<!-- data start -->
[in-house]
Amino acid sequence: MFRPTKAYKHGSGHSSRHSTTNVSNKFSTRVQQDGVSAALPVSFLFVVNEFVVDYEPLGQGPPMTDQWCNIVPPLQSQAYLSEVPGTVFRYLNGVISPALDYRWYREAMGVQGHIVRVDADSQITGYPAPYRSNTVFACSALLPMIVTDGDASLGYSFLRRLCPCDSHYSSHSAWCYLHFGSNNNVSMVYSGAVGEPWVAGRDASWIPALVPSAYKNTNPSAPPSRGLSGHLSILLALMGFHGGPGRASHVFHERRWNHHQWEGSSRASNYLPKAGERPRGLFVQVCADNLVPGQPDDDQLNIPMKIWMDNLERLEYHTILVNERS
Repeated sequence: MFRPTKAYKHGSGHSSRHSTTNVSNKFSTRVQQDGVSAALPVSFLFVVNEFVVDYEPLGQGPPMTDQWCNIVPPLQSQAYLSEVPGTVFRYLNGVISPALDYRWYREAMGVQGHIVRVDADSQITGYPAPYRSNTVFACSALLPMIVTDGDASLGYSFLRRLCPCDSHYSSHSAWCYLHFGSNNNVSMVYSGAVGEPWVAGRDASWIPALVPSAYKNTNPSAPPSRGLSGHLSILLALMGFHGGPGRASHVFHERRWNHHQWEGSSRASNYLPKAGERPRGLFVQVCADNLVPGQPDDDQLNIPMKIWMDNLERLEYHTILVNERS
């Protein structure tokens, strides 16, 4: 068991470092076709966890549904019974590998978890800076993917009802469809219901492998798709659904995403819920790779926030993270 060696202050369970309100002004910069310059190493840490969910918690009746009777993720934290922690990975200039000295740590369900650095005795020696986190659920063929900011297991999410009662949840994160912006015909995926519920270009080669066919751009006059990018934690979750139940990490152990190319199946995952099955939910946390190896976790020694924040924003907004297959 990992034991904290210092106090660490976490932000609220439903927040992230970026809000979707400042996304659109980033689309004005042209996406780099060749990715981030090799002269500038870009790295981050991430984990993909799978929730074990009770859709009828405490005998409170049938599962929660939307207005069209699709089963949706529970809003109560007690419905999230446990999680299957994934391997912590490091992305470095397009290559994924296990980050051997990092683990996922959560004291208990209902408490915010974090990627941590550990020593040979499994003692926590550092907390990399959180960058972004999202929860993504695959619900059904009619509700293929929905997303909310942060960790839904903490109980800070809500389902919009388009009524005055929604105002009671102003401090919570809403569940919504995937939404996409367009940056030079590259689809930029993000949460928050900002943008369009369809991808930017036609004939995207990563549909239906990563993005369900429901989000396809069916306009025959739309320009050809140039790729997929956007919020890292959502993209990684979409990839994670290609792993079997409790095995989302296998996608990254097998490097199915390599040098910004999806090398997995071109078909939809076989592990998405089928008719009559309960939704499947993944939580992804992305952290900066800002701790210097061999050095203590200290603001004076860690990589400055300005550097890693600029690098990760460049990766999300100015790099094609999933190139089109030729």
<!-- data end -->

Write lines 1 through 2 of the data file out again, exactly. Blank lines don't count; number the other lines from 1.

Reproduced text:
[in-house]
Amino acid sequence: MFRPTKAYKHGSGHSSRHSTTNVSNKFSTRVQQDGVSAALPVSFLFVVNEFVVDYEPLGQGPPMTDQWCNIVPPLQSQAYLSEVPGTVFRYLNGVISPALDYRWYREAMGVQGHIVRVDADSQITGYPAPYRSNTVFACSALLPMIVTDGDASLGYSFLRRLCPCDSHYSSHSAWCYLHFGSNNNVSMVYSGAVGEPWVAGRDASWIPALVPSAYKNTNPSAPPSRGLSGHLSILLALMGFHGGPGRASHVFHERRWNHHQWEGSSRASNYLPKAGERPRGLFVQVCADNLVPGQPDDDQLNIPMKIWMDNLERLEYHTILVNERS